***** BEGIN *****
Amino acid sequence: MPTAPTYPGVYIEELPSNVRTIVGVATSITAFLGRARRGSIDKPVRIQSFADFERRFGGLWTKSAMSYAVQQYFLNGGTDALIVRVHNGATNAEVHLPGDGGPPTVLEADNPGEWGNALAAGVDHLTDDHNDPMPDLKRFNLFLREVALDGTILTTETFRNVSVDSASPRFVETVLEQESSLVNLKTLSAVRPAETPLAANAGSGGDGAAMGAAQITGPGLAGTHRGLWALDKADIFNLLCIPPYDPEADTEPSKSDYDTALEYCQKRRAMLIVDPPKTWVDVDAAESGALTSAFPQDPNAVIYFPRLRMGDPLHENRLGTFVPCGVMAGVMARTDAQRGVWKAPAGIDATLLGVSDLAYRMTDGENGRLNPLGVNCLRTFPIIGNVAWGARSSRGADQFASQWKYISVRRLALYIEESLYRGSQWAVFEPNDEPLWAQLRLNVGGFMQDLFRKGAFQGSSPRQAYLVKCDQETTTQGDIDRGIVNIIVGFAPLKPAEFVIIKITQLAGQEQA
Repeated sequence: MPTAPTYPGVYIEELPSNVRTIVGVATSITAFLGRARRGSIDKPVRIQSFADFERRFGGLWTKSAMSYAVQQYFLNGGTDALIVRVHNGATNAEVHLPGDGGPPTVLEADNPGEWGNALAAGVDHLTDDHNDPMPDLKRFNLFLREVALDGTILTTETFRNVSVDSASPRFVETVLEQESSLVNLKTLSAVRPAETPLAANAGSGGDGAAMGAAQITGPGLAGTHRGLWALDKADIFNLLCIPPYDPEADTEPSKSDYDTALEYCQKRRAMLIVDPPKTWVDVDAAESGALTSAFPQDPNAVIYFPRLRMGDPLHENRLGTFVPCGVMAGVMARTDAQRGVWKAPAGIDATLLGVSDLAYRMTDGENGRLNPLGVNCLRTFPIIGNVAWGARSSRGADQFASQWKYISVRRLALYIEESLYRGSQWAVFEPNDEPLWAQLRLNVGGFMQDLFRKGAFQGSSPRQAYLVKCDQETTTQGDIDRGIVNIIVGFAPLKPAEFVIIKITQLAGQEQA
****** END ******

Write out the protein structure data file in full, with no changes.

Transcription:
Amino acid sequence: MPTAPTYPGVYIEELPSNVRTIVGVATSITAFLGRARRGSIDKPVRIQSFADFERRFGGLWTKSAMSYAVQQYFLNGGTDALIVRVHNGATNAEVHLPGDGGPPTVLEADNPGEWGNALAAGVDHLTDDHNDPMPDLKRFNLFLREVALDGTILTTETFRNVSVDSASPRFVETVLEQESSLVNLKTLSAVRPAETPLAANAGSGGDGAAMGAAQITGPGLAGTHRGLWALDKADIFNLLCIPPYDPEADTEPSKSDYDTALEYCQKRRAMLIVDPPKTWVDVDAAESGALTSAFPQDPNAVIYFPRLRMGDPLHENRLGTFVPCGVMAGVMARTDAQRGVWKAPAGIDATLLGVSDLAYRMTDGENGRLNPLGVNCLRTFPIIGNVAWGARSSRGADQFASQWKYISVRRLALYIEESLYRGSQWAVFEPNDEPLWAQLRLNVGGFMQDLFRKGAFQGSSPRQAYLVKCDQETTTQGDIDRGIVNIIVGFAPLKPAEFVIIKITQLAGQEQA
Repeated sequence: MPTAPTYPGVYIEELPSNVRTIVGVATSITAFLGRARRGSIDKPVRIQSFADFERRFGGLWTKSAMSYAVQQYFLNGGTDALIVRVHNGATNAEVHLPGDGGPPTVLEADNPGEWGNALAAGVDHLTDDHNDPMPDLKRFNLFLREVALDGTILTTETFRNVSVDSASPRFVETVLEQESSLVNLKTLSAVRPAETPLAANAGSGGDGAAMGAAQITGPGLAGTHRGLWALDKADIFNLLCIPPYDPEADTEPSKSDYDTALEYCQKRRAMLIVDPPKTWVDVDAAESGALTSAFPQDPNAVIYFPRLRMGDPLHENRLGTFVPCGVMAGVMARTDAQRGVWKAPAGIDATLLGVSDLAYRMTDGENGRLNPLGVNCLRTFPIIGNVAWGARSSRGADQFASQWKYISVRRLALYIEESLYRGSQWAVFEPNDEPLWAQLRLNVGGFMQDLFRKGAFQGSSPRQAYLVKCDQETTTQGDIDRGIVNIIVGFAPLKPAEFVIIKITQLAGQEQA